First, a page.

“The book came out of my hide,” Berliner said. “We worked all day every Friday and Saturday for about five years until we got the first edition. But what more could a scholar want than intimate time with another scholar? We sat around and discussed wonderful ideas. Perhaps that was why it took five years!”
Their introductory text Educational Psychology went through six editions and became one of the best-selling texts in its field, internationally as well as in the United States.
The research for which Berliner is best known, on teacher expertise, was an outgrowth of a large study evaluating beginning teachers.
“That project took me into a lot of classrooms, probably 150 to 200 during the course of the study. Every once in a while I’d stumble into a classroom where I’d just say, ‘Wow! How did they do that?’ The first cognitive-psychological research on experts was just coming out – experts in chess, in athletics, and so on. Yet nobody had thought about teachers as having many of the same qualities of expertise.”
For example, Berliner showed photos of elementary classrooms to teachers who were rated as experts, or were beginning their careers – novices. He found that the experts, by looking at a single picture, could provide far more detailed accounts of how the classroom was being organized and managed. Novice teachers merely described accurately what they saw.
From this study came findings that expert teachers behave in unique ways. Their remarkable skills can be analyzed and described, and – a key point, Berliner maintains – these expert teachers deserve to be respected for their remarkable competence.
Meanwhile, however, he became increasingly aware of the limits of research’s reach. He spent a good deal of time in K-12 schools – visiting many as ASU dean to learn how its teacher graduates are doing – and urged other scholars to do the same.
“Education is not run by our scholarship as much as it is by the politics of our times,” he said. “Classrooms are affected by housing policies, legal policies, transportation policies, employment policies. If we’re working on the economics of education or on learning theory, we’re pretty far removed from what it is we hope to improve.”
In a follow-up book, Collateral Damage (2007), coauthored with Sharon Nichols, he chronicles the results of using high-stakes testing to punish schools whose main offense is being socioeconomically deprived. A third book, 50 Myths and Lies That Threaten America’s Public Schools (2014), co-written with Gene Glass, skewers America’s infatuation with rankings, with STEM to the disadvantage of other liberal arts, and with charter schools that raise their graduation rates by shedding underperforming students – something conventional public schools are far less able to do.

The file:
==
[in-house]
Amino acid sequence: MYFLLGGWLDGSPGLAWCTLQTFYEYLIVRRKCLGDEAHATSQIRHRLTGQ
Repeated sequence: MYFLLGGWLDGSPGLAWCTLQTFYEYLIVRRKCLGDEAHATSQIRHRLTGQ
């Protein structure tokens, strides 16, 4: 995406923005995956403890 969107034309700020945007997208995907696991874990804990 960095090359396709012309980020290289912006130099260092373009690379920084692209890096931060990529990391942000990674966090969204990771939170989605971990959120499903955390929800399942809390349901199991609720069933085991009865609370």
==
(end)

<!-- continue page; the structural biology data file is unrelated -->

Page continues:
“I’m a bit of a New Yorker and getting in someone’s face is fun,” Berliner said. “If someone says something untrue about public schools, I’m right there. 50 Myths and Lies is really about saying to people, ‘You don’t know what you’re talking about.’
“Yes, education costs money. But the return on investment, every economist tells us, is enormous. People with a decent education don’t get incarcerated as much. Marriages hold together better. They hold their jobs longer. Their children are raised better. These are all outcomes of adequate public schools. And of course supporting those schools is costly.
“Just as highways and airports need money, so do our public schools. And so do our teachers. We have to take better care of our schools and the teachers in those schools in order to maintain the kind of democracy the way most of us want.”
Learn more about Berliner’s Stanford years in The Ones We Remember: Scholars Reflect on Teachers Who Made a Difference.
Read Berliner’s take on the role of poverty in school reform.
Watch Berliner on video at Simon Fraser University.
For more information about the GSE Alumni Excellence in Education Award reception, and to register for this special event, please visit the GSE’s Reunion Webpage.